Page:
I have a 2004 LLBean with 88,000 miles on it. It rides worse than my old 2001 limited. The ride is hard. I was told that as long as the struts are not leaking oil, they are fine. Is this true? I thought it was the cheap Capitol tires on it. I put a set of Michelin mxv4s on, and it made hardly any difference. Can it be the struts, or does the Bean have a hard ride?
I was told that as long as the struts are not leaking oil, they are fine. Is this true?
No, this is not true. Dampers can go bad without noticeable leaking. However, dampers that wear out would not make the ride hard. You may want to check the strut shafts to see if they are somehow restricted - maybe they are bent or maybe they are seized up by rust. Any obstruction to the movement of the shaft would act as though you had a stiffer spring, i.e. making the ride harder (though if the obstruction was significant it would likely make the "hard" ride very severe).
It is quite possible that you are interpreting the the ride of your 2001 Limited as better because those struts are worn out.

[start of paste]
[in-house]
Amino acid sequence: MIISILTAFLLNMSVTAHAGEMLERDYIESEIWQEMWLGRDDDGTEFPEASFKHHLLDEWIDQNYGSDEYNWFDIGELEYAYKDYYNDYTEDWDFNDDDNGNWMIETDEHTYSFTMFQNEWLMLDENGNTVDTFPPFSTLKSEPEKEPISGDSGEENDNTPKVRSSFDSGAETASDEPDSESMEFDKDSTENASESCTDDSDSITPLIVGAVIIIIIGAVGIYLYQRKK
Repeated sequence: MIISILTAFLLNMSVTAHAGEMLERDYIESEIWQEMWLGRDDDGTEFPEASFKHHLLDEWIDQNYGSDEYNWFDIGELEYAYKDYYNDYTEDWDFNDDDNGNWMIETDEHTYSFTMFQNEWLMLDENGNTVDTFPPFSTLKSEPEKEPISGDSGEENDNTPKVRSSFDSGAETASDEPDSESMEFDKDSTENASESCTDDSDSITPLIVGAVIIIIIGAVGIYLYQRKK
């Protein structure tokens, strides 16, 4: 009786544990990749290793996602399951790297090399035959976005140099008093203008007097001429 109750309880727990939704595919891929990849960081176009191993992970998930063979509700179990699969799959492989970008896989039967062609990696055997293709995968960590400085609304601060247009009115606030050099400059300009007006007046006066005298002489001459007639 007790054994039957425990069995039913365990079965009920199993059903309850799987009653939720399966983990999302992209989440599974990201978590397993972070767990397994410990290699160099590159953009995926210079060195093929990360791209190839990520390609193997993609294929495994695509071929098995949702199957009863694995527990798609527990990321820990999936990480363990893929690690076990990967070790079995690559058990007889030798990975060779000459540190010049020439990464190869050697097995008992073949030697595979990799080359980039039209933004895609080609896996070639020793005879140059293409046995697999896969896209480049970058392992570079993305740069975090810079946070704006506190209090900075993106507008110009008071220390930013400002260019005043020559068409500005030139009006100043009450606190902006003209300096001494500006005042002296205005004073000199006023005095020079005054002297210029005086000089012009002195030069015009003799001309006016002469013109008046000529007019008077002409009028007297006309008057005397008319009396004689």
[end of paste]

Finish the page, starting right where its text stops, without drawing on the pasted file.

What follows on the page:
If the struts in the 2001 are not damping at the same rate, the overall spring rate will be changed and the car will react less to bumps in the road - mimicking a softer suspension that a more luxurious car would have. The change in damping may be enough to make the ride seem smoother but not so much as to make the ride obviously under dampened (bouncy).
In general, Subaru's are setup with a little stiffer suspension than many cars.
The ride on my Soob is getting harsher, and is likely due to the struts wearing out. The mechanism for controlling the response of the strut is not simple, so IMHO there is not a simple, single failure mode of the ride getting bouncy. That may have been the case for shock absorbers of yore, though, just not with the sophisticated modern suspensions.
There are a number of places online that sell OEM Subaru parts at a discount, I have no experience with any of them; they do offer around $110 a strut or so last I checked.
Allow me to expand. Modern shock absorbers use a number of valves and orifices to achieve the ride characteristics desired by the OEM. The shocks are also pressurized to prevent cavitation and increase performance. They are more sophisticated hydraulic systems certainly than fifty years ago. As the complexity goes up, the more there is to fail.